Craig Breedlove, who set land speed records on the Bonneville Salt Flats, has died aged 86
Breedlove helped make the landspeed brand a cultural phenomenon.
Craig Breedlove, who set land speed records at 400, 500 and 600 mph in jet-powered cars nicknamed the Spirit of America, has died. He was 86.
Breedlove died April 4 at his home in Rio Vista, California. His wife, Yadira Breedlove, said the cause of death was cancer.
Breedlove battled Tom Green and Art Arfons on the Bonneville Salt Flats in Utah in the 1960s, a golden era of American motor racing, to set and then break each other’s speed records. Breedlove’s last land speed record was 600.6 mph in 1965.
The mark has since been surpassed, with the current record being 760.3mph – faster than the speed of sound – but Breedlove helped the land speed mark become a cultural phenomenon from 1963 onwards.
An American hero to some, he was even immortalized in the Beach Boys song “Spirit of America,” in which he is described as a “daring young man” playing a “dangerous game.”
Born on March 23, 1937, Breedlove was a firefighter whose childhood love of cars inspired him to race. He also worked at Douglas Aircraft in Santa Monica as a structural engineering technician, a background that furthered his work with jet-powered cars.
His early designs included a rocket-shaped vehicle with three wheels, a jet engine, and a tail fin; it was more fighter than passenger car.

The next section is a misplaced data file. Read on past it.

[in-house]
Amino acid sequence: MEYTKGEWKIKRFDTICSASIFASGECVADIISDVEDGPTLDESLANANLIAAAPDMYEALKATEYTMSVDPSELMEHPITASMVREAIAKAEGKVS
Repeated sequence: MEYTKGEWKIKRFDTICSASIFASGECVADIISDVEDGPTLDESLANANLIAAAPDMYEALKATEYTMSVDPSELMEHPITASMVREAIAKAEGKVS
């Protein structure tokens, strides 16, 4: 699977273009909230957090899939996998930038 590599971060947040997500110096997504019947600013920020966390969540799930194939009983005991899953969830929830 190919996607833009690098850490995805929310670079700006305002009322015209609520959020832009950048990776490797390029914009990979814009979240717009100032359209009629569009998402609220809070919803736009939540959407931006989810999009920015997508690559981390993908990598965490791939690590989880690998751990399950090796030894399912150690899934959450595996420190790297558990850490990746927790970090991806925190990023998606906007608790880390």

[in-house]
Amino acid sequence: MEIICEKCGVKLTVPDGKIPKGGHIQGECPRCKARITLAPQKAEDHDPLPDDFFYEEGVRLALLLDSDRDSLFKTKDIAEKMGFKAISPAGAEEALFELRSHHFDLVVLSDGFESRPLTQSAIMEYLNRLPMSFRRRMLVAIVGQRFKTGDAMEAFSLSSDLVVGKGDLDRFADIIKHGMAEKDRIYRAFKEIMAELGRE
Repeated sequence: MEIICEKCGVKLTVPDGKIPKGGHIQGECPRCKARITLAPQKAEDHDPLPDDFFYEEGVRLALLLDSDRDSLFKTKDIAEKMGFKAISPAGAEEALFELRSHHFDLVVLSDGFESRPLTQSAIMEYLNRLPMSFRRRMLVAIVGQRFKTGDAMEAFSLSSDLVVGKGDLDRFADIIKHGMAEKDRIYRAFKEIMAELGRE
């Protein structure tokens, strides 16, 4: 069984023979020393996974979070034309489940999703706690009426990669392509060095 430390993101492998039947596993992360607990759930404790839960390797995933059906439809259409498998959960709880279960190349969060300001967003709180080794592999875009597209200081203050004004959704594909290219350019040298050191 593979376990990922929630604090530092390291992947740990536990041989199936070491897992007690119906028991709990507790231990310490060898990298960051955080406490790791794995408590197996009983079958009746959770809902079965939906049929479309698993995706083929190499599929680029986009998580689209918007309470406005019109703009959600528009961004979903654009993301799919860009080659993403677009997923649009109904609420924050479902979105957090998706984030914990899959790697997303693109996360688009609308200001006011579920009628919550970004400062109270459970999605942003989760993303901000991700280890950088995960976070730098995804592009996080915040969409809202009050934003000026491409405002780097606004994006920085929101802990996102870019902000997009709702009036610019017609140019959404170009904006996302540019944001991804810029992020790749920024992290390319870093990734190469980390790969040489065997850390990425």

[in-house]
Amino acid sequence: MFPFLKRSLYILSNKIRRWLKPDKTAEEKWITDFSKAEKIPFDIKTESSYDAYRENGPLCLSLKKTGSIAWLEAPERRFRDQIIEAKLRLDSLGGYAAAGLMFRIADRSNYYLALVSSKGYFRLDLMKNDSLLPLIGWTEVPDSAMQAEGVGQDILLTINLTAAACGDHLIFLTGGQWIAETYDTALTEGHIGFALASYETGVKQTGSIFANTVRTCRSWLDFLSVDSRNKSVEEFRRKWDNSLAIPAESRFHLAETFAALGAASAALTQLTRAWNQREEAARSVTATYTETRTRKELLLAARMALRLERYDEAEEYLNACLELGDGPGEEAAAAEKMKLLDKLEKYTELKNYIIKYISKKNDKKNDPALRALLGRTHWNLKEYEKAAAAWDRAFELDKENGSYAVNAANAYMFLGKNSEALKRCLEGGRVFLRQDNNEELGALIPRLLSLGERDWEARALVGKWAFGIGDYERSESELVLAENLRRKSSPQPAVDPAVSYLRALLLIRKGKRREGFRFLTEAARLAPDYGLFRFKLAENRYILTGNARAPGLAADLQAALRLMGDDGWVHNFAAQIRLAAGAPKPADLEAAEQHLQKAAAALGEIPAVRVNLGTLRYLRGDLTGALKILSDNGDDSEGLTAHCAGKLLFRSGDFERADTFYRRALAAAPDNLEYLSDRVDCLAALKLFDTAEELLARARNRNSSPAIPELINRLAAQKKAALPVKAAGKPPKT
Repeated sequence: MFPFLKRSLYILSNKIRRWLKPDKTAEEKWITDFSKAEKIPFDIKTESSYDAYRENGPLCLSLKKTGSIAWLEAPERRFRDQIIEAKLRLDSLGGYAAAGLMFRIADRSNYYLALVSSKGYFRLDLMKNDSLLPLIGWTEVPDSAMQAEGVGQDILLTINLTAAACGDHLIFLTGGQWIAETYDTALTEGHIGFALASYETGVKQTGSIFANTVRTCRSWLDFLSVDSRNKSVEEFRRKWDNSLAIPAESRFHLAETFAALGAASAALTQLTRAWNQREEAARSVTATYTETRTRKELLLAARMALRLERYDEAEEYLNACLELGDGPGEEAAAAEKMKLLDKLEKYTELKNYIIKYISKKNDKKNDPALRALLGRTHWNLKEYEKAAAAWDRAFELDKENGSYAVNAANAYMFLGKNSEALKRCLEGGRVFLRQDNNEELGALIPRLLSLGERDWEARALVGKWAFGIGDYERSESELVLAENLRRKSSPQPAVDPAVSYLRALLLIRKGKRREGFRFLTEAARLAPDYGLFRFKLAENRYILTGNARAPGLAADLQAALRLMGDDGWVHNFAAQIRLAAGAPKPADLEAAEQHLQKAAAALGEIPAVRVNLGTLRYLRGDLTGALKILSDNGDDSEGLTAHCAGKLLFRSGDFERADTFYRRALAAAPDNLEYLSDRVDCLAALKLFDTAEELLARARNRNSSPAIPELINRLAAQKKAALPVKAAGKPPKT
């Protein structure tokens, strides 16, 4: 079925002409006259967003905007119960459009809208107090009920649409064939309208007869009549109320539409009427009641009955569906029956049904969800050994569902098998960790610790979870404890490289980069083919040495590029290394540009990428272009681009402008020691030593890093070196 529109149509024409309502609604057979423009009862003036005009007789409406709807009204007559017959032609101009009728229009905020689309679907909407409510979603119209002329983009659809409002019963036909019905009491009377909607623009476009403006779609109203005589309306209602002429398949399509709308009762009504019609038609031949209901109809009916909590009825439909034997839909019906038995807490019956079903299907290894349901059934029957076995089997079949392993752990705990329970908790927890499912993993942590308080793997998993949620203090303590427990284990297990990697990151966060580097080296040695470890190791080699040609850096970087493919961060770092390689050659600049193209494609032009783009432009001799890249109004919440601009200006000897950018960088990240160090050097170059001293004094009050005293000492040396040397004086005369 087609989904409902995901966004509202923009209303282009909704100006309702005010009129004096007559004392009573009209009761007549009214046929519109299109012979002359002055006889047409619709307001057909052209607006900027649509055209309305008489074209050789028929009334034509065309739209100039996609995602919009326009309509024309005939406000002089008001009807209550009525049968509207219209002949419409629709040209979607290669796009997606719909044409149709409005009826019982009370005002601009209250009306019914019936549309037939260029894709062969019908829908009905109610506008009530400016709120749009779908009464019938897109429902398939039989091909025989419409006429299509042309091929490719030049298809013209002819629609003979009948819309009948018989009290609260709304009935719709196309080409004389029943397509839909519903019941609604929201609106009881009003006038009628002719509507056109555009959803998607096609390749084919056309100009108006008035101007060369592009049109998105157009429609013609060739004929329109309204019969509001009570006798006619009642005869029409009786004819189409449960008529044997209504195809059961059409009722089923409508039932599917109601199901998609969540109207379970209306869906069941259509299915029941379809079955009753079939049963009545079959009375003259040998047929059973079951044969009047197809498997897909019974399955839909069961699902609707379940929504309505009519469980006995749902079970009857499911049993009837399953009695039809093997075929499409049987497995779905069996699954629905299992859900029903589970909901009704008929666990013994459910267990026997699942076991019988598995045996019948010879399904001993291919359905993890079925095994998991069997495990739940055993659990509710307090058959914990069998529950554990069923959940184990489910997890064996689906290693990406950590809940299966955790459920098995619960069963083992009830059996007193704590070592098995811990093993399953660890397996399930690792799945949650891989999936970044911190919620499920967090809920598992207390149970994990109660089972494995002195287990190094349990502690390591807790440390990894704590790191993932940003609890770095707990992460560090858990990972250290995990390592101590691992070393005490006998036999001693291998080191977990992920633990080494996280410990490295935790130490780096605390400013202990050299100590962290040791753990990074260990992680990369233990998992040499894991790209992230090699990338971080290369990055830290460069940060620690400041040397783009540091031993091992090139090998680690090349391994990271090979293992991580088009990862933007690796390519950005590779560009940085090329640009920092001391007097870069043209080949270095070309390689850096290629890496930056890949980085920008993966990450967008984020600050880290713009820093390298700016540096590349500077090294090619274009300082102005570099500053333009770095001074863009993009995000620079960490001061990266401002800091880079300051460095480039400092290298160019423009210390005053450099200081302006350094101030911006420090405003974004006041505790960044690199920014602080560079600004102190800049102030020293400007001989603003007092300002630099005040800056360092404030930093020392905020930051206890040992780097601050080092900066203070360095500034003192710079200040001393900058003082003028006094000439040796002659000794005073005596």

In Spirit of America, on August 5, 1963, in Bonneville, Breedlove drove 407 miles per hour to set a new land speed record. The record changed hands eight times over the next two years, culminating in Breedlove’s last mark set on November 15, 1965.
In one of Breedlove’s record runs, he lost his brakes and parachutes. His car failed to stop more than a mile and crashed into telephone poles before landing in a salt pond. Breedlove escaped unscathed.
Breedlove wanted to try to break the 633 mph land speed record in 1996, but he fell and had to abandon the endeavour.
Breedlove was inducted into the Motorsports Hall of Fame of America in 1993, the Dry Lakes Racing Hall of Fame in 1995, the International Motorsports Hall of Fame in 2000, and the Automotive Hall of Fame in 2009.
He has been married six times, the last of which lasted 20 years. In addition to his wife, he leaves behind two children from his first marriage, a half-sister, five grandchildren and seven great-grandchildren.